Book Marketing

January 11, 2010 by  
Filed under Book Signing, Marketing, Media

Book Signings are one of the first stops when new authors finally have their book in their hands. In truth, books signings should be scheduled for only two reasons. You want to announce to all those who know you “I AM an author!” and you want to bask in their admiration of the amazing accomplishment you have achieved.
The second reason to have a book signing is to capture media attention. One of the tactics I use with my authors is to find a well known bookstore and ask if they will sponsor the book signing event. I also mention that we will be on local TV, radio and mentioned in the local papers which will bring the bookstore extra foot traffic. This is always a bonus to them.
The reasoning behind book signings is to gain the media attention. The more the better, the more often the better.
I know most authors droll over shelf space in bookstores, but in reality, bookstores are nothing more than libraries that allow you to take books home and never bring them back. The sad reality is that more people bring books back (23% according to booksellers.com) every year. They can be earmarked, have writing in the margins and missing pages and as long as the consumer has a receipt, the books store is generally likely to give the consumer a refund.
However, author’s marketing has taken a turn for the positive during the past two years. We now have access to several resources such as websites like Amazon, Facebook, Self-Growth and Goodreads just to name just a few, where authors congregate. You can enlist their help in cross promoting each other’s books through an email marketing campaign. It’s very effective.
Another strategy is to interview other authors in your genre. They send a notice to their database proudly proclaiming the interview date and the details in which their loyal audience may listen for free! Yes, free!
The benefit for you as an author is you’ll be able to capture the other author’s database! It comes back to the more people who know who you are, the more sales you’ll make.
One of my favorite marketing tactics is speaking. I will speak to any size audience and sell an average of 25% either books, CD’s or previous recorded teleseminars. Each time you speak, you will want to record the presentation. Every author you interview you’ll record the call. Every teleseminar you conduct, you’ll have another product. Every product you have leads to more sales.
I’ve also managed to create a series of workshops based on my books for organizations and churches. I offer them 50% of the proceeds. They do all of the promotions, I show up and create a new audience of those interested in my topics.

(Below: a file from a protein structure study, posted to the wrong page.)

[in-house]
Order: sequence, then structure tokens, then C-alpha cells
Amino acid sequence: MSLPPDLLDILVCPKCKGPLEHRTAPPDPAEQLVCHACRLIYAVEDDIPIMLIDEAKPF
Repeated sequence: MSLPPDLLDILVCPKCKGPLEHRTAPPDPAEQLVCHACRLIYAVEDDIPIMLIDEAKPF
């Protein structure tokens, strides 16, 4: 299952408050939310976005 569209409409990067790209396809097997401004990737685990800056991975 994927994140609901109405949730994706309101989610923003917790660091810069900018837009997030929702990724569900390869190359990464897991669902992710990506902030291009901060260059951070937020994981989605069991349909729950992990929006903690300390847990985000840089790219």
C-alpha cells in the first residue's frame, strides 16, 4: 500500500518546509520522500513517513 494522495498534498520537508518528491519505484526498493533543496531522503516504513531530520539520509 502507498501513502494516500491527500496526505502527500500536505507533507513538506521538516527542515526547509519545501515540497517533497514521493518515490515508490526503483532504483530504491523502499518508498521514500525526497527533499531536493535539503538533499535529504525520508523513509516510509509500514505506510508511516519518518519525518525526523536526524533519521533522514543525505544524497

You’d also be amazed at how easy it is to be booked on talk radio programs. I will typically have four interviews a month and sell between 25 and 100 books each interview.
Any author who spends ten to fifteen hours a week marketing their book will realize better than a full time income within a few short months. It takes a plan and then the discipline to follow through with the plan consistently.
Please feel free let me know if you have any questions.

Book Signings at Bookstores

November 9, 2009 by  
Filed under Book Signing

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Most authors think that having their books in a bookstore is a mandatory step of marketing their books. But let’s look at the idea closely. Your book is in a huge bookstore and a customer walks in. They don’t know who you are or what your book title is. So what would make them find and buy your book? You see, the idea of putting your books in bookstores are about the same as putting them in a library. A bookstore is not in the business of promoting your book, but instead, of selling as many of the most popular books they can do.

However, if you can get a bookstore to agree to let you do a book signing at their store, you can usually get a local TV or radio program to interview you and promote the book signing. That will give the bookstore publicity and the media love to cover local events, especially with authors.

If you call the bookstore managers, you won’t often get to talk with them personally, so you should plan on mapping out a list of stores and visit them personally. The manager will want to know what you’ll do to promote the event so you’ll want to mention that you’re working on getting coverage, but need to have the signing details finalized before you can get a commitment from the media.

The bookstore will require 50% of the sales price of the book, which after paying for your $20 book; you’ll have about $5 profit. Most authors find they sell 5-25 books, depending on the attendance at the bookstore. It doesn’t make sense financially, but the media you gain has great value.

Be sure to capture the interview on the TV or radio and include it on your website under a link for Online Media.